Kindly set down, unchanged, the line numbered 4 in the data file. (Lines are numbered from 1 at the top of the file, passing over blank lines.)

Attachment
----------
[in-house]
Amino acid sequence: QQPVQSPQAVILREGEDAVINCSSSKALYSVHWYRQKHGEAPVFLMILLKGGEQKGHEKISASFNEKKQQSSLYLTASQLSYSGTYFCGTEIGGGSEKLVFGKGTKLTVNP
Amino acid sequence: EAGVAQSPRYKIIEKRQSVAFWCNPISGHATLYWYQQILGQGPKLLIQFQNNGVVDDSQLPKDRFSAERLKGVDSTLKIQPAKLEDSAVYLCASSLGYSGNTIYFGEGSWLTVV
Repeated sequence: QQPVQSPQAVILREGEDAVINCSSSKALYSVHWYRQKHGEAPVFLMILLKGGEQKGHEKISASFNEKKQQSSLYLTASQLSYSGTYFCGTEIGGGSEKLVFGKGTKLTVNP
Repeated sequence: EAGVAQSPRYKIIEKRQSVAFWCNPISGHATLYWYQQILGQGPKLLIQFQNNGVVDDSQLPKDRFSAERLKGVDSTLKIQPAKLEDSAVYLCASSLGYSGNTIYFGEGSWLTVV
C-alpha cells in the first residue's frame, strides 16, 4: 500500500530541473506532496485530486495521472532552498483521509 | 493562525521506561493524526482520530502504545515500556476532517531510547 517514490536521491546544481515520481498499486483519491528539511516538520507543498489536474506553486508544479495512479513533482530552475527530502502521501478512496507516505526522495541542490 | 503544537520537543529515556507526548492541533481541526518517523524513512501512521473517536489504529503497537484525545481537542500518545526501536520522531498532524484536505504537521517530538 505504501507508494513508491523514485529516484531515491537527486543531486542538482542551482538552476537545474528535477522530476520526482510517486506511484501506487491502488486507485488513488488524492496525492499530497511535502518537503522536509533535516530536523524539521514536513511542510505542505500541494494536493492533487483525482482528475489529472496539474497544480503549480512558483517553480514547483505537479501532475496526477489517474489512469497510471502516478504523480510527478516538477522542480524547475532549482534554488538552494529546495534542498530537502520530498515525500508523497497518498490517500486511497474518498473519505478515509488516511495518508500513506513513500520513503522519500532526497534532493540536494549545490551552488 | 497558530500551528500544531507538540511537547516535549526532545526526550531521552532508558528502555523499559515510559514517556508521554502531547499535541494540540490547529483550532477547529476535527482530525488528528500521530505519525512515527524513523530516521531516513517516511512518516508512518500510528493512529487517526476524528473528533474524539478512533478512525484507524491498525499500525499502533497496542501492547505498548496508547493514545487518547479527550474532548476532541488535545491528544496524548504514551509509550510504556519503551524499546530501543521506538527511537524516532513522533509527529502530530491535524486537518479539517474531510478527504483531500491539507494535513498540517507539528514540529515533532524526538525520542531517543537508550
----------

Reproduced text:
Repeated sequence: QQPVQSPQAVILREGEDAVINCSSSKALYSVHWYRQKHGEAPVFLMILLKGGEQKGHEKISASFNEKKQQSSLYLTASQLSYSGTYFCGTEIGGGSEKLVFGKGTKLTVNP